Shell 2436 may be formed from a metal such as stainless steel that exhibits good strength and durability and that is sufficiently conductive to serve as a grounding structure for connector 2426. Stainless steel tends to be shiny, which may draw unwanted attention to the presence of connector 2426. It may therefore be desirable to cover at least some of the exposed inner surfaces of shell 2436 with a non-shiny material. In the embodiment of FIG. 9, inner surfaces in shell 2436 are at least partly covered by insert 2438. With this configuration, the inner surfaces of the planar top, bottom, right, and left sidewalls of shell 2436 are hidden by the corresponding planar top, bottom, right, and left sidewalls of insert 2438, so that insert 2438 substantially hides shell 2436 from view. The rear of connector 2426 may also be covered with a portion of insert 2438 or may be formed from a portion of insert 2438 (e.g., a planar rear wall portion).

To enhance device aesthetics, it may be desirable to form insert 2438 (and, if desired, contact housing 2432) from dark materials such as black plastic or other cosmetically appealing materials. Plastics such as polycarbonate (PC), acrylonitrile-butadiene-styrene copolymers (sometimes referred to as ABS plastic), PC/ABS blends, or other suitable polymers may be used to form insert 2438 and contact housing 2432. Insert 2438 may also be formed using cosmetic materials of other types (i.e., other dielectrics such as ceramic, glass, composites such as carbon-fiber composites, etc.) Insert 2438 and contact housing 2432 may be formed as separate members that are connected (e.g., using adhesive or other suitable fastening mechanisms) or may be formed as part of a unitary structure.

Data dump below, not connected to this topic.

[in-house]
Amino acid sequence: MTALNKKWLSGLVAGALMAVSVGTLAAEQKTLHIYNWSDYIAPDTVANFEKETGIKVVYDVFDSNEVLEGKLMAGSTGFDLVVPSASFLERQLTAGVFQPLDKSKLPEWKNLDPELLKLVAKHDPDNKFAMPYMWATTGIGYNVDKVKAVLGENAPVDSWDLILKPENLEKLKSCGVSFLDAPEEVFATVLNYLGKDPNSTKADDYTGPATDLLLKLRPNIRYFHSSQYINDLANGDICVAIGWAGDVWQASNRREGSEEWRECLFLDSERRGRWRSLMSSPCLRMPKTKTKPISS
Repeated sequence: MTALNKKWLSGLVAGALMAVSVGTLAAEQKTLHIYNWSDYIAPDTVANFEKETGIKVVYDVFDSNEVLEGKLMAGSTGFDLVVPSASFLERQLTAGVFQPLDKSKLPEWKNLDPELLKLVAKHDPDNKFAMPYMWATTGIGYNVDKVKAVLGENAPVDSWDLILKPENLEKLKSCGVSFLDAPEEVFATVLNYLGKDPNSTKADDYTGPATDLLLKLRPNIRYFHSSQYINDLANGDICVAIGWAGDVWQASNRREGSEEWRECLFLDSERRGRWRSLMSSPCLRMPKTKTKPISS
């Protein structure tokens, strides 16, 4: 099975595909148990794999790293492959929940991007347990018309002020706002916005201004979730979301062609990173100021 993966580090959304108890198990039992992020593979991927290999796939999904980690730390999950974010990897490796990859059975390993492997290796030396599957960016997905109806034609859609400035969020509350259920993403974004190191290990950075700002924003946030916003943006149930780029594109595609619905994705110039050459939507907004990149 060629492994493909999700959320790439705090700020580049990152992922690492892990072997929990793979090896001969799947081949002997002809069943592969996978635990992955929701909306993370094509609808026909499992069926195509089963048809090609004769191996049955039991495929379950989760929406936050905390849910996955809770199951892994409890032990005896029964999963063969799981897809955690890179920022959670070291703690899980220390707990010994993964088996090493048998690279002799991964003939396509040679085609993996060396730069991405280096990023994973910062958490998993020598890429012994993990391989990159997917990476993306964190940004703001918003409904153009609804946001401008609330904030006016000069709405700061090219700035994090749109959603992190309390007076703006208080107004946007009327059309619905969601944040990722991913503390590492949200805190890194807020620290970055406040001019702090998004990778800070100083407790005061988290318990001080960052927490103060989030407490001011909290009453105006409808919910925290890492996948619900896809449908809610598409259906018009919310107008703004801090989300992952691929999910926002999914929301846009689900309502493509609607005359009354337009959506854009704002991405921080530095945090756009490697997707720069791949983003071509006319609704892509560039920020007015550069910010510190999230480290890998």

When it is desired to use connector 2426, a user may insert a mating plug into opening 2428. The plug may contain contacts that mate with respective contacts 2434 in connector 2426. For example, the plug may have 30 contacts that mate with 30 corresponding contacts 2434 on contact housing 2432. The plug that is inserted into opening 2428 may have a rectangular cross section that corresponds to the rectangular shape of opening 2428. The plug may be part of a dock, part of an electronic device, part of a cable, or part of other suitable electronic equipment.

Insert 2438 may be formed using molding processes (e.g., insert molding) or may be formed as a separate part such as an injection molded part that is press fit into shell 2436, thereby forming body 2430. To ensure that shell 2436 and insert 2438 remain securely attached to each other, shell 2436 and insert 2438 may be provided with mating engagement features (e.g., tabs or other protrusions, mating slots or other recesses, grooves, etc.). As shown in FIG. 9, for example, shell 2436 may be provided with a bent metal tab 2440 that is received in mating recess 2442 in insert 2438, thereby holding insert 2438 and shell 2436 together.